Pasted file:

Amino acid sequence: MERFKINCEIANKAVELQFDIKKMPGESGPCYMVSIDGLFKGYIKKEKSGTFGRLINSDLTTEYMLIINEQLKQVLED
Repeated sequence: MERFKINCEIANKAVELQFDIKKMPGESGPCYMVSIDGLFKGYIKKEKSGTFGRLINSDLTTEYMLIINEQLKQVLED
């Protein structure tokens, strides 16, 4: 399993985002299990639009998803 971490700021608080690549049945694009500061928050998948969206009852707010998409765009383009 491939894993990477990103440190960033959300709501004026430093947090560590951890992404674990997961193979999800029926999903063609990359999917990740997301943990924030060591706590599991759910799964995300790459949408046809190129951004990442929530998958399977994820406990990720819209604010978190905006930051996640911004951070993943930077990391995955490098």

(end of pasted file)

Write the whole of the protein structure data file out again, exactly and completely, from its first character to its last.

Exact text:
Amino acid sequence: MERFKINCEIANKAVELQFDIKKMPGESGPCYMVSIDGLFKGYIKKEKSGTFGRLINSDLTTEYMLIINEQLKQVLED
Repeated sequence: MERFKINCEIANKAVELQFDIKKMPGESGPCYMVSIDGLFKGYIKKEKSGTFGRLINSDLTTEYMLIINEQLKQVLED
């Protein structure tokens, strides 16, 4: 399993985002299990639009998803 971490700021608080690549049945694009500061928050998948969206009852707010998409765009383009 491939894993990477990103440190960033959300709501004026430093947090560590951890992404674990997961193979999800029926999903063609990359999917990740997301943990924030060591706590599991759910799964995300790459949408046809190129951004990442929530998958399977994820406990990720819209604010978190905006930051996640911004951070993943930077990391995955490098």